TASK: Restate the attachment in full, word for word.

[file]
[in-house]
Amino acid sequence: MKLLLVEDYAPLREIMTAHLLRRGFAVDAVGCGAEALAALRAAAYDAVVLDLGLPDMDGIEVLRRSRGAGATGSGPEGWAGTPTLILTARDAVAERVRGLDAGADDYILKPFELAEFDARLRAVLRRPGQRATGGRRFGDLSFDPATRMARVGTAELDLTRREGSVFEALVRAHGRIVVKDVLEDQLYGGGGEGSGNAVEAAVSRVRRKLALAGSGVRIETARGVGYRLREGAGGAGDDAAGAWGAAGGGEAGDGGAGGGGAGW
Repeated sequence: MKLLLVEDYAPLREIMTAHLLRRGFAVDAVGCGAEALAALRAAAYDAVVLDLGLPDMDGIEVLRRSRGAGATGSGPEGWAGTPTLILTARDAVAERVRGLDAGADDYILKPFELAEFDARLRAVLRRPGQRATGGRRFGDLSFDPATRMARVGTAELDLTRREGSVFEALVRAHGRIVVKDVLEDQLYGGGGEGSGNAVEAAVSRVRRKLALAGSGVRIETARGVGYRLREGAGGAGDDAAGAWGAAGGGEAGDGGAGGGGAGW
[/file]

[in-house]
Amino acid sequence: MKLLLVEDYAPLREIMTAHLLRRGFAVDAVGCGAEALAALRAAAYDAVVLDLGLPDMDGIEVLRRSRGAGATGSGPEGWAGTPTLILTARDAVAERVRGLDAGADDYILKPFELAEFDARLRAVLRRPGQRATGGRRFGDLSFDPATRMARVGTAELDLTRREGSVFEALVRAHGRIVVKDVLEDQLYGGGGEGSGNAVEAAVSRVRRKLALAGSGVRIETARGVGYRLREGAGGAGDDAAGAWGAAGGGEAGDGGAGGGGAGW
Repeated sequence: MKLLLVEDYAPLREIMTAHLLRRGFAVDAVGCGAEALAALRAAAYDAVVLDLGLPDMDGIEVLRRSRGAGATGSGPEGWAGTPTLILTARDAVAERVRGLDAGADDYILKPFELAEFDARLRAVLRRPGQRATGGRRFGDLSFDPATRMARVGTAELDLTRREGSVFEALVRAHGRIVVKDVLEDQLYGGGGEGSGNAVEAAVSRVRRKLALAGSGVRIETARGVGYRLREGAGGAGDDAAGAWGAAGGGEAGDGGAGGGGAGW